CBSN Bay Area's Len Kiese discusses allergy season with UCSF’s Dr. Ronald Labuguen, and explains how to tell the symptoms apart from the coronavirus.
LEN KIESE: It is allergy season. And some of the symptoms of allergies are similar to those of COVID-19. So how can you tell them apart? Joining us now is Dr. Ronald Labuguen with UCSF.
Great to have you with us. First, how is this year's allergy season shaping up. Are we talking better or worse than in recent years?
RONALD LABUGUEN: we had a pretty bad allergy season in 2019. But this year with less rain, the drought, there are actually fewer weeds that are going to be growing. And that probably will result in a little bit easier allergy season as the summer goes on.
LEN KIESE: And I hear people talk about this a lot. Can you develop allergies later in life.
RONALD LABUGUEN: Yes, that is possible. It's certainly possible to develop allergies later in life. For people, say, who move in adulthood from one place to another, they may develop allergies to environmental allergens, such as pollen in areas where they end up moving, where they live.
LEN KIESE: And how can we differentiate between allergies and something more serious like COVID-19?
RONALD LABUGUEN: Yeah, that can be tricky because seasonal allergies and COVID-19 do have some symptoms that are similar. They can cause nasal congestion, stuffy nose. Allergies more cause itchy, watery eyes, maybe puffy eyes, maybe an itchy throat. Whereas you may see more fever, cough, shortness of breath with COVID-19.
Another feature of COVID-19 that people have pointed to that's kind of unusual compared to other respiratory viruses is the loss of smell or taste, which you can have with allergic rhinitis, especially if you have nasal congestion or sinus congestion. But there are the other symptoms with COVID-19 that can help to differentiate. Some other things that are more likely to be COVID-19, gastrointestinal symptoms such as nausea, vomiting, or diarrhea. It can more often cause fatigue and headache.
Although, you can see those with allergic rhinitis. So it can be a little tricky to differentiate between the two.
LEN KIESE: Is there any research that shows how seasonal allergies might impact someone who contracts COVID-19?
RONALD LABUGUEN: Yeah, that's a good question. I haven't seen any evidence that people who suffer from seasonal allergies have any different outcomes from COVID-19. It is not really thought to cause more severe disease in people who have seasonal allergies. There have been some studies that have looked at whether people who suffer from seasonal allergies actually are either more likely or less likely to contract COVID-19.
I've seen one study that was published back in April that suggested that they were perhaps less likely. And another study that was published more recently earlier this month that suggests that perhaps it's more likely. So I think it's just one of those things that probably will require more research, just as many other aspects of COVID-19 are going to require more looking into for us to really understand the disease better.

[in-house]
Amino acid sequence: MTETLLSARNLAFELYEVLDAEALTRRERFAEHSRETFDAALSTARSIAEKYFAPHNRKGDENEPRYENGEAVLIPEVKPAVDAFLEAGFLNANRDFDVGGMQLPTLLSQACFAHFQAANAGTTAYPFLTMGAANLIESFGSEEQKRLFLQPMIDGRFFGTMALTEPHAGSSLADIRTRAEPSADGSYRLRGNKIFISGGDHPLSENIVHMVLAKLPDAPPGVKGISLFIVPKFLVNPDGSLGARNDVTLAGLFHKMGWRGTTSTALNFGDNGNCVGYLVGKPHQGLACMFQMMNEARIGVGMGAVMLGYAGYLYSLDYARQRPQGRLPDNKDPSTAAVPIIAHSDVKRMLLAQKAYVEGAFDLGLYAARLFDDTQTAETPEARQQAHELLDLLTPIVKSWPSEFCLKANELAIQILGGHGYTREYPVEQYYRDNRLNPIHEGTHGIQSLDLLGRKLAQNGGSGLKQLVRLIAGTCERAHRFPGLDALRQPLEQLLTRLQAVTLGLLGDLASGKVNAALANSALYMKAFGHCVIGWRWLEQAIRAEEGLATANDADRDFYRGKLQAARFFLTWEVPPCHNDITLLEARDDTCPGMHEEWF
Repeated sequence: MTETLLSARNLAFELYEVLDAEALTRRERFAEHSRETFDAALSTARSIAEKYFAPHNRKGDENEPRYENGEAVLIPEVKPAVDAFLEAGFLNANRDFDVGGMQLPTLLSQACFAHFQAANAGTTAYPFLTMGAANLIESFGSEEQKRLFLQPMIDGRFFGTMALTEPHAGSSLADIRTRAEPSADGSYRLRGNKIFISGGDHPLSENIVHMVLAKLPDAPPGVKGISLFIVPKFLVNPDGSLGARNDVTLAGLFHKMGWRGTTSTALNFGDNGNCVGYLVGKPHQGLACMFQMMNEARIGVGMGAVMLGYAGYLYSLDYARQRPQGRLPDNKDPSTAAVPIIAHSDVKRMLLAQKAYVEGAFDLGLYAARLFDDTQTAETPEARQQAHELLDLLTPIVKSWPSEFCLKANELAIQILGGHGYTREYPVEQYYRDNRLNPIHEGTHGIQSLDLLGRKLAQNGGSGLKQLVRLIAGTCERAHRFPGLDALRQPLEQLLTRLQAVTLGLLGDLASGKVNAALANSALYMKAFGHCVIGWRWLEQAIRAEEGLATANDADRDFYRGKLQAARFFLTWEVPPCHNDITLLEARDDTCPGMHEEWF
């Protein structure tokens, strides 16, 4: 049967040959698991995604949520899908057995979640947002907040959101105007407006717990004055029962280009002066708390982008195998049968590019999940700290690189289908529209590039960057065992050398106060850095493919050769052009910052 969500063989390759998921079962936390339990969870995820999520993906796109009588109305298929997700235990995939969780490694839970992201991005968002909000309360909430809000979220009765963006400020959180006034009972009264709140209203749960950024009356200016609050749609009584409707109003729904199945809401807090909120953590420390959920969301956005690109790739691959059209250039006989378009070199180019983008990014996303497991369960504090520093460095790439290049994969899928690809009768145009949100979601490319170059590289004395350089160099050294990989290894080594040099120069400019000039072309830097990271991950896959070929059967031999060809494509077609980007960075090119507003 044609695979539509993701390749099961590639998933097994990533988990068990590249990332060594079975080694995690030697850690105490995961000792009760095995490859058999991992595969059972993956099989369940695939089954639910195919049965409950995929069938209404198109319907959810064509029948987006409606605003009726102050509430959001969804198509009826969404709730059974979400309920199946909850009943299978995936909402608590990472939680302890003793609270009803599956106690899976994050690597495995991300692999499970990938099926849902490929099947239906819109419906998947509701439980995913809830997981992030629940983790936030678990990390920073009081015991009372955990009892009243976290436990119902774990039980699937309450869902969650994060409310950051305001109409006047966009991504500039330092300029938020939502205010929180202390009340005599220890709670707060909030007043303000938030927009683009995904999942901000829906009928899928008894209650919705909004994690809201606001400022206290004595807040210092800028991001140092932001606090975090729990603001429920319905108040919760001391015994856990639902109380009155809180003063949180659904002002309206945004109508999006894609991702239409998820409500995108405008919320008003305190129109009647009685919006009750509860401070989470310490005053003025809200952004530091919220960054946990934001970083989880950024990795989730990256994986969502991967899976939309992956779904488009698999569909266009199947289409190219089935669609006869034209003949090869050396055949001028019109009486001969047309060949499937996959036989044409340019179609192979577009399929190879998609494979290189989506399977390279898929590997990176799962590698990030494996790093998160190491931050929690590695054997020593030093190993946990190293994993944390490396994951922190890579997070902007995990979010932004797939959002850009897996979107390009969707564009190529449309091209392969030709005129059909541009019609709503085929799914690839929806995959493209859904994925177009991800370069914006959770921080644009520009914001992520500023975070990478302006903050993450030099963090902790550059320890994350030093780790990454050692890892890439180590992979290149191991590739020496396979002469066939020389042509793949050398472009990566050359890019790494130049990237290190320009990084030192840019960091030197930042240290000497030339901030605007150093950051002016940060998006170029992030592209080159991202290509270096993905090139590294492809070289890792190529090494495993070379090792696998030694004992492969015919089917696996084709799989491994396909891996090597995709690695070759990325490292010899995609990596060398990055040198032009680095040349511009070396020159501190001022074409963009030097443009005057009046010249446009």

LEN KIESE: And what are some steps people can take to reduce or prevent their allergy symptoms?
RONALD LABUGUEN: Yes, so the most important treatment is to avoid the allergens. So if you know that what you are allergic to, whether it's pollen, even if it's the type of pollen-- tree pollen, grass pollen-- it's to avoid those allergens. So some things that people can do to protect your indoor quality.
It's getting nice outside, but actually keeping the windows closed, not allowing as much outdoor air coming in which would allow for pollen to come inside. Some people might benefit from air filtration using filters such as HEPA filters that can filter the pollen out. And then going outdoors.
You know, we're masking to continue to prevent the spread of COVID-19. And that actually can have the effect perhaps of protecting people from being exposed to allergens as they are outdoors.
LEN KIESE: Yeah, I was going to ask that. I mean, everybody has to wear a mask nowadays. So that is preventing or helping to reduce those allergy symptoms, huh?
RONALD LABUGUEN: potentially it could. And it certainly won't hurt. It depends on the other qualities of the mask, whether it's going to filter out those pollen particles. Certainly the respirators, like N95 respirators, they're constructed so that they can filter out particles such as pollen. And before we were discouraging people from using N95 respirators just because we, as health care professionals, needed them.
But as the supply has increased in the past year, those types of respirators I know have benefited people who work around a lot of dust and may have some benefit for people trying to avoid getting exposed to pollen.
LEN KIESE: Yeah, another plus to wearing that mask. Dr. Ronald Labuguen with UCSF. Thank you.
RONALD LABUGUEN: Thanks. Thanks for having me.